9. The Threedie brothers, Al, Bert, Chuck, Dick and Eddie, lived in a cabin 3 miles up the old mountain trail, and it was known they didn't get along all that well. This morning, Eddie was found dead behind the cabin, and his brothers, the only suspects in the case, were being questioned by Inspector Sherlock. It was known that, of the four, at least 3 were absolute truth-tellers, and none of them ever lied and told the truth in a single day. All four, of course, denied murdering their brother. The Inspector started by asking each brother what he had done that morning: Al: I was analyzing random groups of 3 numbers, and I found that if the numbers sum to zero then their product is the average of their cubes. Bert: I was analyzing random polygons with 3 sides, and I found that if I trisected all their angles I could make an equilateral triangle. Chuck: I planted a dozen apple trees out in the orchard, and I found a way to make eighteen rows of 3 trees, each row being dead-on straight. Dick: I went out and ran 3 miles in the woods, and I've figured out that one of my 3 (living) brothers is lying. The Inspector called in these clues to one of his friends at BrainDen, and in 3 shakes of a lamb's tail the case was solved. The sound you hear is your phone ringing. It's your chance to be famous!
  10. @aiemdao You're exactly right. OP should have said they made their statements simultaneously, or that they wrote their statements on slips of paper without reading the other two statements. I'm making that change in the OP now. You get Honorable Mention recognition for your answer. Thanks, and Happy New Year!
  11. @aiemdao Hi, and welcome to the den. This might help your thinking:
  12. Nice problem. I'll get it started by observing that no matter where the point in placed,
  13. @CaptainEd Thanks. I read somewhere (probably in a Martin Gardner book) that seven was the commonly accepted result (as given by @Pickett); this eight solution is a relatively recent discovery and published only incidentally in regard to a separate problem. A third party then recognized its relevance here. Surprising, because results of this type are things we imagine were settled centuries ago. Happy to share it here.
  14. BMAD, plasmid and Rocdocmac are seated in chairs and behind screens such that each can only see the heads of the other two. And, of course, not their own. bonanova blindfolds them and places a hat on each. The hats are drawn at random from a box containing (1) Red hat, (2) Yellow hats and (3) Blue hats. i.e, { R, Y, Y, B, B, B }. Blindfolds are then removed, and each of them writes and signs a truthful statement, as follows: BMAD: My hat is one of two colors plasmid: My hat is one of three colors Rocdocmac: My hat is one of three colors Thalia, who is in the next room and can't see any of the hat-wearers, but who originally placed the six hats into the box, is given the written statements and now calls out the correct color of each person's hat. What are they?
  15. Doing the derivative correctly,
  16. Assumptions do matter. So here's some guidance, or not. I tried to word the puzzle in a way that it could be reconstructed. Theoretically at least, a normal person could spend an afternoon shelling peas, with a normal person's productivity, put her normal work product into a bag, and then those peas could theoretically be counted, and a distribution made, or compared with various candidate distributions. Basically (and mainly because I'm not Bushindo) I don't know what it would be. Then, my fictitious little sister can be assumed to have a hand that has a holding capacity of one to two orders of magnitude smaller than the capacity of the bag. But whether she grabbed as many as possible, or not, is a random outcome. (Handful may not mean full hand. Some may have been a better word choice.) I have no idea what implications devolve from that. But one could do the experiment 1000 times, in principle, and look at the distributions. Or, the matter might be known. Just not by me. Then, jhawk's observation is valid. I hadn't intended it, but it's there in the OP so it should be taken into account. If it helps, I have no problem with saying the total capacity of the bag is 10,000 peas; it was somewhere between 1/2 and 2/3 full; my sister's hand can hold no more than about 1% of the peas in the bag, and she may or may not have taken her maximum capacity of peas. Who understands sisters, anyway? Finally, if there are plural considerations that lead to different answers, I believe one of them predominates.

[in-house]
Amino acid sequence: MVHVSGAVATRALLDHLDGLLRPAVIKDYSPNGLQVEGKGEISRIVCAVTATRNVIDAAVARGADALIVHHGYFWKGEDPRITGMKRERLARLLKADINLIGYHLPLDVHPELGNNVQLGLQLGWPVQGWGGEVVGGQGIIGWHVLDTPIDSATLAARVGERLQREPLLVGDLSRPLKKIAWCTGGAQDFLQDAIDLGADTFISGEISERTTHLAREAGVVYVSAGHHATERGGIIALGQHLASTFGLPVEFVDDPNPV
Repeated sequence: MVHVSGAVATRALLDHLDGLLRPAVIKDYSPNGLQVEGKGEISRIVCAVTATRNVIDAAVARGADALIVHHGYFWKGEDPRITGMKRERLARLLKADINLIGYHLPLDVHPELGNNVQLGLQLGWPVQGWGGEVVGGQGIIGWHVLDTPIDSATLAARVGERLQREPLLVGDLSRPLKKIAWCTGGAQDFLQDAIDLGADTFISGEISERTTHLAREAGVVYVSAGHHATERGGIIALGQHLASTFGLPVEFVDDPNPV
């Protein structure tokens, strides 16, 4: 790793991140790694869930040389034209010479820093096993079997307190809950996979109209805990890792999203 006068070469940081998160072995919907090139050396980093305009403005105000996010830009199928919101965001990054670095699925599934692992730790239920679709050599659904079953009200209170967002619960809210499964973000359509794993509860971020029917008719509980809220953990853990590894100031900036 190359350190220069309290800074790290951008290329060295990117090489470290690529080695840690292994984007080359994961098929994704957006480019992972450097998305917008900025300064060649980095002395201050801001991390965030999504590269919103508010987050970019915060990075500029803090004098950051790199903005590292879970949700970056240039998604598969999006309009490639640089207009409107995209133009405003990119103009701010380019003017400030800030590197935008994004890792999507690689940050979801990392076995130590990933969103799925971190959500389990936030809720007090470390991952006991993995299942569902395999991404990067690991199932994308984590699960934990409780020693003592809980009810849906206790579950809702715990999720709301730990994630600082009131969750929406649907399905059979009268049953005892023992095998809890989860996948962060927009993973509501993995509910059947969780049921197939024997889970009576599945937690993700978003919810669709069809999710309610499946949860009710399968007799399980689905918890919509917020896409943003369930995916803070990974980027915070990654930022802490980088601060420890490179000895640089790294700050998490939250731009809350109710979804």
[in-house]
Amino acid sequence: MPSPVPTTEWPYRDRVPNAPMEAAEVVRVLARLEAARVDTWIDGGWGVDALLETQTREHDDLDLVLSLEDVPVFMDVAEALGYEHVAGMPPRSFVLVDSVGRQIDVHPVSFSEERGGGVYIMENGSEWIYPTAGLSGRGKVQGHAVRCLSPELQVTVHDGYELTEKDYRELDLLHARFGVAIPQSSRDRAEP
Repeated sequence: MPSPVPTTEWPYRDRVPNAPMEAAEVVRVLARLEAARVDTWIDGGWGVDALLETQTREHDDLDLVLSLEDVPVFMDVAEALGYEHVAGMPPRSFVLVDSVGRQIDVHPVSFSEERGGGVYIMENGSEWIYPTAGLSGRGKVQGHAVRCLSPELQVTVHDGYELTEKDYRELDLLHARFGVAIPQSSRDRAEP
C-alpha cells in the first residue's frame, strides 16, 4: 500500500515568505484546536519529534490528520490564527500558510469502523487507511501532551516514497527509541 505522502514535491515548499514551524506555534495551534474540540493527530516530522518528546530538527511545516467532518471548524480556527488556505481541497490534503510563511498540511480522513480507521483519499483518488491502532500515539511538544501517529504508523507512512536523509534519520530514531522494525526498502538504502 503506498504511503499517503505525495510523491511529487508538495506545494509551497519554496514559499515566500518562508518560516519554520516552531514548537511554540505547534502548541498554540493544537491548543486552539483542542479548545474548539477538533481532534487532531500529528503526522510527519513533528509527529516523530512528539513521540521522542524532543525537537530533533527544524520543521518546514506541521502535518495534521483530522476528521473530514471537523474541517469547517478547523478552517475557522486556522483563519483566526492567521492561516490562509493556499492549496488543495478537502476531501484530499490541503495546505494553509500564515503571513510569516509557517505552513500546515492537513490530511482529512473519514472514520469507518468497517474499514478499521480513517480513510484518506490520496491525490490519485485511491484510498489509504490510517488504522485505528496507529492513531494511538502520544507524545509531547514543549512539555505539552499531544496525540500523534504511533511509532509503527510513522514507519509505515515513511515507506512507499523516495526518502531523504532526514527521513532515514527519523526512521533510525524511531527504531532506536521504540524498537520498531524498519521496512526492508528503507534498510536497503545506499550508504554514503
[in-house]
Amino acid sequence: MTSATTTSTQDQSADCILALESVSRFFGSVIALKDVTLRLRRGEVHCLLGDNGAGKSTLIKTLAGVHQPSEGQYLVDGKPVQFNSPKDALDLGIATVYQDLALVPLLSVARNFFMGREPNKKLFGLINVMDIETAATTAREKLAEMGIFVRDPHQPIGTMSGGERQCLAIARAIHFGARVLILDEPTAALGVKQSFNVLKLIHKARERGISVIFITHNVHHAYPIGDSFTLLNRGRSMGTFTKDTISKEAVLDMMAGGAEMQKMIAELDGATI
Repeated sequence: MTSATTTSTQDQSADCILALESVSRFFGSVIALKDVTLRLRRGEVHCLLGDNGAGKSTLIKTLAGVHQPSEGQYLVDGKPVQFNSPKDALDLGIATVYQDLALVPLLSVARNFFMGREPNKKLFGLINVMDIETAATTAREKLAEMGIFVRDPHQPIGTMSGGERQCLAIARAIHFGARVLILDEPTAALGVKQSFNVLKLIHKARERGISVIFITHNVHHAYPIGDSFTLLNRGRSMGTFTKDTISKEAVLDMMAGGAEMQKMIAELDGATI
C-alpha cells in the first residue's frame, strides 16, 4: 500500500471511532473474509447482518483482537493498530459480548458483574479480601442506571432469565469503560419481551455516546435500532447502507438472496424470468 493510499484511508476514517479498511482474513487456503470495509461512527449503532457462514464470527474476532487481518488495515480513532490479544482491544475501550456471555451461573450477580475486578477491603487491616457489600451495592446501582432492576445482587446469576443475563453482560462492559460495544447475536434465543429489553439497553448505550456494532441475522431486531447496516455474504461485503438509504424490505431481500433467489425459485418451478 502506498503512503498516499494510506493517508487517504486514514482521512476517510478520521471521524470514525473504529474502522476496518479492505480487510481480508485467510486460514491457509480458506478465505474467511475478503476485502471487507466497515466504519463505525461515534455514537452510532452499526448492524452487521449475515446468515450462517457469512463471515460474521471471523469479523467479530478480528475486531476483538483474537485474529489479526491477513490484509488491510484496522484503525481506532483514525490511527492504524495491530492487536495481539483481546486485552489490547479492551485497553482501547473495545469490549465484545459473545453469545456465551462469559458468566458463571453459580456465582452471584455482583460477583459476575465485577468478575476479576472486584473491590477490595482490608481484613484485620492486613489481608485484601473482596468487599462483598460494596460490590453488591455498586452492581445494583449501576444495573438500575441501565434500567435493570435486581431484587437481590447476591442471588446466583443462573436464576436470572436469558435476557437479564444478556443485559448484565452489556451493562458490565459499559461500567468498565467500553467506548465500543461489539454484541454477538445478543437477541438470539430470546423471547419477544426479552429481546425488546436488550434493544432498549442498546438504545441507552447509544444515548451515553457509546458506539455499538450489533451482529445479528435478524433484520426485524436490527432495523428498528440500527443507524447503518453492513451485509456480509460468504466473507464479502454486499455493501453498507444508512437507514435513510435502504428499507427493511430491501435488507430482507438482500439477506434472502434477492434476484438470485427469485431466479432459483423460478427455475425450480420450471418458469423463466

17. You can multiply by adding, so you can make squares that way, too. 12 = 1 22 = 2+2 32 = 3+3+3 42 = 4+4+4+4 ... x2 = x+x+x+x+ ... +x (x times) The derivative is 2x = 1+1+1+1+ ... +1 (x times) = x 2 = 1 What's wrong here?
  18. Kudos, and the coveted bonanova gold star, to Rocdocmac.
  19. So, how can one square touch more than seven other non-touching squares? Clue
  20. That's very cool. It got me thinking. The sphere encloses the greatest volume for a given surface area. I don't know if this makes sense to ask but I'll try, anyway. For what dimension of space is the volume to surface ratio of a unit sphere the greatest? For example, in 3-D it's r/3 = 1/3.
  21. I spent the afternoon in the garden, picking and shelling peas, collecting them in a large bag. When I got home my little sister reached into the bag and pulled out a handful of peas. What is the probability that she pulled out an odd number of peas? less than 1/2 1/2 greater than 1/2
  22. This puzzle is inspired by the seventh of Rocdocmac's Difficult Sequences: In n dimensions, where a point is an n-tuple of coordinate values { x1, x2, x3, ... , ,xn }, the unit sphere is the locus of points for which x12+ x22 + x32 + ... + xn2 = 1. In one dimension this is a pair of points that encloses a volume (length) of 2 and comprises a surface area of 0. In two dimensions it's a circle that encloses a volume (area) of pi and comprises a surface area (circumference) of 2 pi. So the enclosed volume and surface area both start out, at least, as increasing functions of n. What happens as n continues to increase? Puzzle: Is there a value of n for which the volume reaches a maximum? Bonus question: What about the surface area?
  • Create New...